No surprises in U.S. inflation data. U.S. Consumer Price Index (CPI) data was released last Thursday, with headline and core CPI ticking up to 2.9% year-over-year (y/y) and 2.3% y/y, respectively. Both figures were in-line with consensus expectations and did not upset the financial markets. Despite many headlines on trade tensions, the NFIB Small Business Optimism index came in ahead of consensus and remained near record-high levels.7 Also, consumer sentiment data released late last week modestly topped consensus and the prior reading. We believe sentiment metrics will be followed by investors as they look to see how potential tariffs impacts business and consumer optimism. In the meantime, U.S. economic data has remained robust and the Atlanta Fed GDPNow forecast for 2Q2018 is estimating growth at 3.9%.8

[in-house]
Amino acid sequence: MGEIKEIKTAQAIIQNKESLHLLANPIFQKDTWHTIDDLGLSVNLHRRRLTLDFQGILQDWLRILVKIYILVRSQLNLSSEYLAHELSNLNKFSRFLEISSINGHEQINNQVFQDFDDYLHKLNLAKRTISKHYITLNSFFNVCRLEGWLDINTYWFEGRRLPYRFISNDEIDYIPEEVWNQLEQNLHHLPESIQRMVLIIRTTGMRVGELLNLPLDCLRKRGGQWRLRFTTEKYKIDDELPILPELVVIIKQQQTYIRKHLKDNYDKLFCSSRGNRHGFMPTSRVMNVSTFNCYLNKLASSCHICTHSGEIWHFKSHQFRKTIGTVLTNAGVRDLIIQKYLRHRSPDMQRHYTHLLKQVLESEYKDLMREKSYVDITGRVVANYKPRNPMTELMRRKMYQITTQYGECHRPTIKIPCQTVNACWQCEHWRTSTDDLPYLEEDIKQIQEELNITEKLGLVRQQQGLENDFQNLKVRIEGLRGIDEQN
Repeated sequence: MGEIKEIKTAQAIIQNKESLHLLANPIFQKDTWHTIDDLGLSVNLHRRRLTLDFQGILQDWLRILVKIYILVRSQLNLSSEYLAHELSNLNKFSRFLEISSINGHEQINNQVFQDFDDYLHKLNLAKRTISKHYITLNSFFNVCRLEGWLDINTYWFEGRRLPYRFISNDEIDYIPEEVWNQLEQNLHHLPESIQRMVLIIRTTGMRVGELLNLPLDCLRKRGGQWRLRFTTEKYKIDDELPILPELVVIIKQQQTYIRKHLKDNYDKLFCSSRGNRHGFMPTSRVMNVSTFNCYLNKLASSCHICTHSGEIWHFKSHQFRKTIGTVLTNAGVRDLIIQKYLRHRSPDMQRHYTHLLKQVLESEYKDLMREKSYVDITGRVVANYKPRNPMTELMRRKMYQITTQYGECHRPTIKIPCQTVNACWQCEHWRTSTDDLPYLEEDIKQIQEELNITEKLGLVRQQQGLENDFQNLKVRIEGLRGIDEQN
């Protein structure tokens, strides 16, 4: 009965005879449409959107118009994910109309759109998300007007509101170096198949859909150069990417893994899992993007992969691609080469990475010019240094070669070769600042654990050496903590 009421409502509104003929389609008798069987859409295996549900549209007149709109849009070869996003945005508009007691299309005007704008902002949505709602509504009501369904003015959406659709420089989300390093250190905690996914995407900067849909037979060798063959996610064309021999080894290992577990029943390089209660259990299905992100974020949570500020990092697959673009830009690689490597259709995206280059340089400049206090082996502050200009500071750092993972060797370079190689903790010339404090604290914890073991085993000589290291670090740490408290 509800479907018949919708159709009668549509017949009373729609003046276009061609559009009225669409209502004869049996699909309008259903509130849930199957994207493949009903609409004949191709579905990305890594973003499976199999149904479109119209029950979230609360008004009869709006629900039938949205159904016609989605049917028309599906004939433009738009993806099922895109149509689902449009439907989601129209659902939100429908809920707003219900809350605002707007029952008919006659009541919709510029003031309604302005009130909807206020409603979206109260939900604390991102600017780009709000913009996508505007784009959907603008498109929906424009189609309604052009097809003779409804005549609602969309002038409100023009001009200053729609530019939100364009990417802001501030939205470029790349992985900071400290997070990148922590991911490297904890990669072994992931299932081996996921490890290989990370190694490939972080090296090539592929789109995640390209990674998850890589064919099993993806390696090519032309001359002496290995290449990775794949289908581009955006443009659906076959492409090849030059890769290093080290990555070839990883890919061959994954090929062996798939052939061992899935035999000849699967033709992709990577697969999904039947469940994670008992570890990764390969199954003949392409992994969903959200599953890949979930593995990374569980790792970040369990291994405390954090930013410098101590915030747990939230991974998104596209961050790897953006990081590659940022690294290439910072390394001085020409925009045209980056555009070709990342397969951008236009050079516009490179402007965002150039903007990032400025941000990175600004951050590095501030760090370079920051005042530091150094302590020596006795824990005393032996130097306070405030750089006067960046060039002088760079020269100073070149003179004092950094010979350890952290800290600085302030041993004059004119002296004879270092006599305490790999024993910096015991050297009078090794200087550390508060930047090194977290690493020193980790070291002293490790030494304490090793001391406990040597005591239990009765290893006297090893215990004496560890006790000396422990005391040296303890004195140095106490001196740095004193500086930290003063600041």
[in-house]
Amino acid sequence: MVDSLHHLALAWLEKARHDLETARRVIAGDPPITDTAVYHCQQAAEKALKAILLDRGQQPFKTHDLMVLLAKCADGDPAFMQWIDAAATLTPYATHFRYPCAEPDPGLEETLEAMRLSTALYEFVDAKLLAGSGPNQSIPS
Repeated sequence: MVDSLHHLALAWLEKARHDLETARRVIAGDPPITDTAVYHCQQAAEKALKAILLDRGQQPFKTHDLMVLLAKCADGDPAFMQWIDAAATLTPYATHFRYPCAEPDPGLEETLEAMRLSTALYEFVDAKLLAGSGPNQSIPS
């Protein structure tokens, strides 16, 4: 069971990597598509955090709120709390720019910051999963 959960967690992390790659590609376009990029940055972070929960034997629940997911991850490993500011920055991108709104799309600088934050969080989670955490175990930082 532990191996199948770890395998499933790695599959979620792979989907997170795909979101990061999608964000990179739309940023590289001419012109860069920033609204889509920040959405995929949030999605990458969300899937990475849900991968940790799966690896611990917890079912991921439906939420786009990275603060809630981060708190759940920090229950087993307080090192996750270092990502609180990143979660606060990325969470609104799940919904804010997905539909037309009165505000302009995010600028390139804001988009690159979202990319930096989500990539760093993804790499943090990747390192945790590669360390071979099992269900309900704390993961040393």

May releases more detail on Brexit plans. UK Prime Minister Theresa May released a report last week outlining her government’s approach to Brexit. The plan seeks to maintain a free trade area with the European Union (EU). Despite making some progress in recent weeks, May still faces a tough road ahead on Brexit, as two key Brexit voices in her cabinet – Brexit Secretary David Davis and Foreign Secretary Boris Johnson – resigned last week. Uncertainty remains over Brexit as May seeks to maintain support from her Conservative Party. In addition, the EU is likely to object to a number of components of the UK’s most recent set of Brexit proposals.
This Week Preview
Second quarter earnings continues with Financials. Notable companies from the Financials sector report throughout the week including Bank of America (BAC), Goldman Sachs (GS) and American Express (AXP). Additional companies reporting earnings from various sectors include Johnson & Johnson (JNJ), Union Pacific Corp. (UNP), General Electric (GE), Schlumberger (SLB) and Microsoft (MSFT).